At block 312, the processor 120 develops an output signal representing the collected light from one or more of the voltage signals. In an exemplary embodiment, the processor 120 develops the output signal from the one or more voltage signals selected by the selector 118 in the step of block 310. In an alternative exemplary embodiment, the processor 120 develops the output signal from one or more voltage signals received directly from the voltage converters 115.

FIG. 4 is a graph 400 depicting an output voltage signal developed by various multiplication segments of the imager 101 (FIG. 1) versus an input photon signal. A first line 402 a represent an output voltage signal developed from an electrical charge from the first tap 114 (i.e., no multiplication). A second line 402 b represent an output voltage signal developed from an electrical charge from the second tap 116 a (i.e., multiplication by one electron multiplication segment). A third line 402 c represent an output voltage signal developed from an electrical charge from the third tap 116 b (i.e., multiplication by two electron multiplication segments). A fourth line 402 n represent an output voltage signal developed from an electrical charge from the last tap 116 n (i.e., multiplication by each electron multiplication segment), which is the result that would be expected from an imager with a non-segmented electron multiplication device.

FIG. 5 is a graph 500 depicting the output signal of the imaging apparatus 100 (FIG. 1) versus input photon signal. A first line segment 502 a represent an output signal developed from an electrical charge from the first tap 114 (i.e., no multiplication). A second line segment 502 b represent an output signal developed from the combined electrical charge from the second tap 116 a (i.e., multiplication by one electron multiplication segment) and the third tap 116 b (i.e., multiplication by two electron multiplication segments). A third line segment 502 n represent an output signal developed from an electrical charge from the last tap 116 n (i.e., multiplication by each electron multiplication segment). As can be seen from FIG. 5, the use of multiple taps allows greater dynamic range to be achieved while maintaining the same low light level detection capabilities as an imager with a non-segmented electron multiplication device.

The present invention may be used to improve the dynamic range of imagers. Multiplying the electrical charge and producing the electrical charge with different levels of gain at taps enables an imager to image relatively low levels of light to relatively high levels of light with minimal signal degradation. For example, assuming a relatively low level of light (e.g., a single photon or electron), a tap providing the electrical charge with a relatively high level of gain may be selected. Conversely, for a relatively high level of light, which would be clipped with a high level of gain, a tap providing the electrical charge with little gain, or no gain, may be selected. Thus, the present invention may be used to design imagers capable of operating in environments with relatively low and relatively high light levels. Combining this progressive multiplication with a photon counter having an extended dynamic range further increases the dynamic range achievable with an imager. Further, the signal-to-noise ratio throughout the dynamic range is improved at all signal levels. The present invention may be used in overhead surveillance and inspection systems, for example.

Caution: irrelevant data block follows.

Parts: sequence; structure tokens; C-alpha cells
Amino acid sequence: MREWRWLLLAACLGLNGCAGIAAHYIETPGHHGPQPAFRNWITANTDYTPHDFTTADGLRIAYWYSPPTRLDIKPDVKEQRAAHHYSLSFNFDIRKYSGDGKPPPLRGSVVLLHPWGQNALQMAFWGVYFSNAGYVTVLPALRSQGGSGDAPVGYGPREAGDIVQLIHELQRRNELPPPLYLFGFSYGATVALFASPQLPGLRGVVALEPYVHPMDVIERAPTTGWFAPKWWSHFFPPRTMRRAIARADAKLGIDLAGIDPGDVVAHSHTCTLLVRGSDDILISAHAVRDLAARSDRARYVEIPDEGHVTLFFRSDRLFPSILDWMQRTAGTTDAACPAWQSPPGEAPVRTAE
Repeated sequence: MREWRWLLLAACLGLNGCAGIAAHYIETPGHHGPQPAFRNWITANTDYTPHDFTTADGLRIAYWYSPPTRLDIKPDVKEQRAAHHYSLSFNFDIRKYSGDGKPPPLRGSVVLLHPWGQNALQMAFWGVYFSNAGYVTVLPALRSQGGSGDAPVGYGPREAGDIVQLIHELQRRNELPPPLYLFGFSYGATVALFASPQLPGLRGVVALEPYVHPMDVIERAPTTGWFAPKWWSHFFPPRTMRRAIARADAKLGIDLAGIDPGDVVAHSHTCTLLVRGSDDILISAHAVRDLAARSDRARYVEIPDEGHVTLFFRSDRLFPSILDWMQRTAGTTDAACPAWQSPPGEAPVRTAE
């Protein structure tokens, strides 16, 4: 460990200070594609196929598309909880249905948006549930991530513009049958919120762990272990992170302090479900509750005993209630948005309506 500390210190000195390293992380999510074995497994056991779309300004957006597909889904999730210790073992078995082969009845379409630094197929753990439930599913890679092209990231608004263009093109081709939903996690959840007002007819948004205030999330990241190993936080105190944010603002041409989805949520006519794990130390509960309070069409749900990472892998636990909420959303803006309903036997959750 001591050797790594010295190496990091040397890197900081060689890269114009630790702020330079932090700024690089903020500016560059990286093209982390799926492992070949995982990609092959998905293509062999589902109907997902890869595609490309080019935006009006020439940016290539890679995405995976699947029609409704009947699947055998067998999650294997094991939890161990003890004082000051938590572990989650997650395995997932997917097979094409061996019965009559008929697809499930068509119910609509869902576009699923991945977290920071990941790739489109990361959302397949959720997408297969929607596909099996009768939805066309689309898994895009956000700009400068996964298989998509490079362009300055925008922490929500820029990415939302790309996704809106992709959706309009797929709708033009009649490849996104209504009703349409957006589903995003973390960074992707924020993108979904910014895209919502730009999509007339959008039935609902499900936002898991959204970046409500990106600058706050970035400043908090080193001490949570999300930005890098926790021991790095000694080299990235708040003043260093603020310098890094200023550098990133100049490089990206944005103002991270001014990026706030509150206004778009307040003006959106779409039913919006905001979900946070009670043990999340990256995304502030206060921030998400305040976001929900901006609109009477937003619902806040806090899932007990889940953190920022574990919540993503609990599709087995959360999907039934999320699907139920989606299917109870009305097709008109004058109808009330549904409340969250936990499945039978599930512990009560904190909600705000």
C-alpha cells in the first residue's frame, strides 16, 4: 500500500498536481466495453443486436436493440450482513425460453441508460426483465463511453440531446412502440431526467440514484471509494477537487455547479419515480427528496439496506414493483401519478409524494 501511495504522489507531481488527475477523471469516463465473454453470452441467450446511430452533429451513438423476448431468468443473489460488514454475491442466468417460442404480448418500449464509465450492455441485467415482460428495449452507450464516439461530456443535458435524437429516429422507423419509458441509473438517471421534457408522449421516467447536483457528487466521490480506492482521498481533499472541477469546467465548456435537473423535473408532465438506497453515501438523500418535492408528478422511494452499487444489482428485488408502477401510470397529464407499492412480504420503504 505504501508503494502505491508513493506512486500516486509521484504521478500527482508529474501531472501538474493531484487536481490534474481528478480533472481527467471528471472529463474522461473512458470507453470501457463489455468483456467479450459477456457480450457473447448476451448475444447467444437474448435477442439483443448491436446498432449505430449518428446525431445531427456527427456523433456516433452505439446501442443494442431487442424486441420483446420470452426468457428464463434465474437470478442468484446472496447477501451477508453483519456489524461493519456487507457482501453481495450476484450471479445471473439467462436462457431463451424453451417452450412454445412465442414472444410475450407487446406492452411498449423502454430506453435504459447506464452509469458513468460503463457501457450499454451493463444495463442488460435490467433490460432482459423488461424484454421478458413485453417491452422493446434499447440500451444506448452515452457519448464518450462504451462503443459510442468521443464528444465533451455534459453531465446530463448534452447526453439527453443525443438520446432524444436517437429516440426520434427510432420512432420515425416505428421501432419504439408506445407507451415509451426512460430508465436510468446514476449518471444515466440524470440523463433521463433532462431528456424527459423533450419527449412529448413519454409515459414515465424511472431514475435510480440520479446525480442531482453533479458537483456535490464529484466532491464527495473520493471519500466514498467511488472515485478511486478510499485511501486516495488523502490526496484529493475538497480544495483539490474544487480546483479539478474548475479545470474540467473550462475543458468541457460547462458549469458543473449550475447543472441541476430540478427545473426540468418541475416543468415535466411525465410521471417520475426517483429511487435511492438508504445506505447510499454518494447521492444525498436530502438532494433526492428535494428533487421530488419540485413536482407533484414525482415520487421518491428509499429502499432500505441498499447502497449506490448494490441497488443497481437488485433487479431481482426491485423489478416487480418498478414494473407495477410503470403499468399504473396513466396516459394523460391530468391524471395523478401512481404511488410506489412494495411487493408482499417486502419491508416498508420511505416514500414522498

Although the invention is illustrated and described herein with reference to specific embodiments, the invention is not intended to be limited to the details shown. Rather, various modifications may be made in the details within the scope and range of equivalents of the claims and without departing from the invention.

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Referenced by
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US7511254 *Nov 16, 2006Mar 31, 2009Searete, LlcPhoto-detector filter having a cascaded low noise amplifier
US7515082Nov 9, 2006Apr 7, 2009Searete, LlcPhoto-detector filter having a cascaded low noise amplifier
US7542133Sep 27, 2005Jun 2, 2009Searete, LlcPhoto-detector filter
US7649164Dec 15, 2005Jan 19, 2010Searete, LlcAugmented photo-detector filter
US7692692 *Aug 16, 2007Apr 6, 2010Hamamatsu Photonics K.K.Imaging apparatus with dilution of pixel data for improved visibility
US7714267Oct 30, 2007May 11, 2010Searete, LlcIntensity detector circuitry using a cascade of gain elements
US7929126Jun 2, 2009Apr 19, 2011The Invention Science Fund I, LlcPhoto-detector filter
US7999214Mar 31, 2008Aug 16, 2011The Invention Science Fund I, LlcPhoto-detector filter having a cascaded low noise amplifier
US8212196Mar 17, 2009Jul 3, 2012The Invention Science Fund I, LlcPhoto-detector filter having a cascaded low noise amplifier
Classifications
U.S. Classification250/207, 348/E05.04, 377/60, 348/311
International ClassificationH04N5/355, H04N5/372, H04N5/378, H04N5/357, H01J40/14, H03K23/46, H04N3/14
Cooperative ClassificationH04N5/238
European ClassificationH04N5/238
Legal Events
DateCodeEventDescription
Nov 28, 2011FPAYFee payment
Year of fee payment: 4
Jul 29, 2008CCCertificate of correction
Oct 20, 2005ASAssignment
Owner name: SARNOFF CORPORATION, NEW JERSEY
Free format text: ASSIGNMENT OF ASSIGNORS INTEREST;ASSIGNORS:TOWER, JOHN ROBERTSON;LEVINE, PETER ALAN;REEL/FRAME:017111/0536;SIGNING DATES FROM 20051003 TO 20051010